In summary, the battery of initial diagnostic tests often includes CSF culture, PCR, and serology for the suspected pathogens. Further testing may also be required if the patient is not improving. However, even with use of PCR testing, the etiology in many cases remains undefined [35]. (See 'Definitive diagnosis' below.)

Culture — Viral culture has been routinely ordered by most clinicians after obtaining CSF samples. However, one review demonstrated that viruses were recovered from only 6 percent of 22,394 viral cultures of CSF samples [36]. Furthermore, in a subset analysis by suspected etiology, 1290 CSF samples were evaluated for HSV by PCR and culture. Of these, only nine samples were positive for HSV and all were identified only by PCR testing.

In most circumstances, PCR testing has replaced viral culture in the work-up of the CSF. Culture may still be important when rare causes of encephalitis are being considered (eg, influenza, parainfluenza, measles, mumps) for which PCR testing is unavailable.

Polymerase chain reaction — With the advent of PCR technology, significant advances have been made in the ability to diagnose viral infections of the central nervous system (CNS) [37]. CSF PCR should be performed for HSV-1, HSV-2, VZV, and enteroviruses. Identification of HSV-1 in the CSF is a rapid, sensitive, and specific diagnostic test for HSV-1 encephalitis [38]. Likewise, identification of HSV-2 in CSF is a rapid diagnostic test for HSV-2 meningitis.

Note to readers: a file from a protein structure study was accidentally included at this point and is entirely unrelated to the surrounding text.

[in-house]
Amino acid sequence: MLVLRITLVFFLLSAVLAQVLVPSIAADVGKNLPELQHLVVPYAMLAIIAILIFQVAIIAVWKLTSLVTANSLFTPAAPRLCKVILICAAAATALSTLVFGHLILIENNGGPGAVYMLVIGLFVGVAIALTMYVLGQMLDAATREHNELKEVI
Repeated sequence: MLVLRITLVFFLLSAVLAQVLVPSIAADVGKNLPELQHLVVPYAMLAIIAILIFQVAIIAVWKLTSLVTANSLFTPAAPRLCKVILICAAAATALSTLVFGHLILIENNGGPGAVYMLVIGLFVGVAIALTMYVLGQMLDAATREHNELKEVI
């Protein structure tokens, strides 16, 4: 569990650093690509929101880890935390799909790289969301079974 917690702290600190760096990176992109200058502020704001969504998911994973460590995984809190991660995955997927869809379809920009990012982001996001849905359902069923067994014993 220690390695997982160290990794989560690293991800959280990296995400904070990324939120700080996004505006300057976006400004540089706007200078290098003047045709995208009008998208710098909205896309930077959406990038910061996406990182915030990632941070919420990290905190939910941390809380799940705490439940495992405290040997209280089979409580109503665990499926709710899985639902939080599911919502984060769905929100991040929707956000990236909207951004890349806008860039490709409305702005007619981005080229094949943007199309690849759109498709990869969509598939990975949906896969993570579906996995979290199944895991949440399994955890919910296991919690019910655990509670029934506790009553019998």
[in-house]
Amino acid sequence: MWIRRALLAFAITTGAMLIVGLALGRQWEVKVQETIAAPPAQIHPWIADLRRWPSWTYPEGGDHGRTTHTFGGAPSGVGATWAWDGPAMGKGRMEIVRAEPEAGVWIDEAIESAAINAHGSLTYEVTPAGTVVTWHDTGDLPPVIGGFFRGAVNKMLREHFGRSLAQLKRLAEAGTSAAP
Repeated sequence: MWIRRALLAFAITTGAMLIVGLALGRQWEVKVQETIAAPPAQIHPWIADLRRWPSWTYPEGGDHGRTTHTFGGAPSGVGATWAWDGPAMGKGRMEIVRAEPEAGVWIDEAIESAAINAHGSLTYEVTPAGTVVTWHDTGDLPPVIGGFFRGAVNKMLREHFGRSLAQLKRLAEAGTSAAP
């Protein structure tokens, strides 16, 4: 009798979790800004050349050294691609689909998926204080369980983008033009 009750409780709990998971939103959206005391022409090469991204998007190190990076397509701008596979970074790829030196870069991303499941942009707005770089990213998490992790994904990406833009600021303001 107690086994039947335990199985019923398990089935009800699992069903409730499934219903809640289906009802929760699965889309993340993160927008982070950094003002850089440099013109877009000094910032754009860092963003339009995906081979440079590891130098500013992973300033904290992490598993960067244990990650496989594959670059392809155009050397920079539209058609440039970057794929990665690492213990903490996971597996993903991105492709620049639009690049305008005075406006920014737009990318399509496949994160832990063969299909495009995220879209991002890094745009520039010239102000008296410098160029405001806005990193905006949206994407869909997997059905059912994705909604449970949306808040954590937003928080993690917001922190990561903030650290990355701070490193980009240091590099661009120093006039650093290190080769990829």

PCR testing for other viruses will depend on the clinical situation, epidemiology, and availability. For West Nile virus, PCR testing is not as sensitive as IgM serology (the preferred test). (See "PCR testing for the diagnosis of herpes simplex virus in patients with encephalitis or meningitis".)

Serology — Serologic testing is most important for patients who are not improving and who do not have a diagnosis based upon PCR. Most viral etiologies require paired sera for diagnosis; thus it is prudent to save serum in the setting of acute illness that can later be used if necessary. Convalescent serology should be obtained no sooner than three weeks after the onset of the clinical illness. As an example, the presence of IgM antibodies in a single serum provides presumptive evidence of St. Louis encephalitis; however, a significant rise or fall between appropriately timed acute convalescent or early-late convalescent sera is diagnostic.

West Nile has emerged as the most common cause of viral encephalitis in the United States. A single specimen looking for IgM antibodies in the serum or CSF is sufficient for diagnosis. A single serum specimen can also be used to diagnose mumps. Serology may also be helpful in obtaining evidence for primary Epstein-Barr virus infection, a rare cause of meningoencephalitis. (See "St. Louis encephalitis" and "Clinical manifestations and diagnosis of West Nile virus infection".)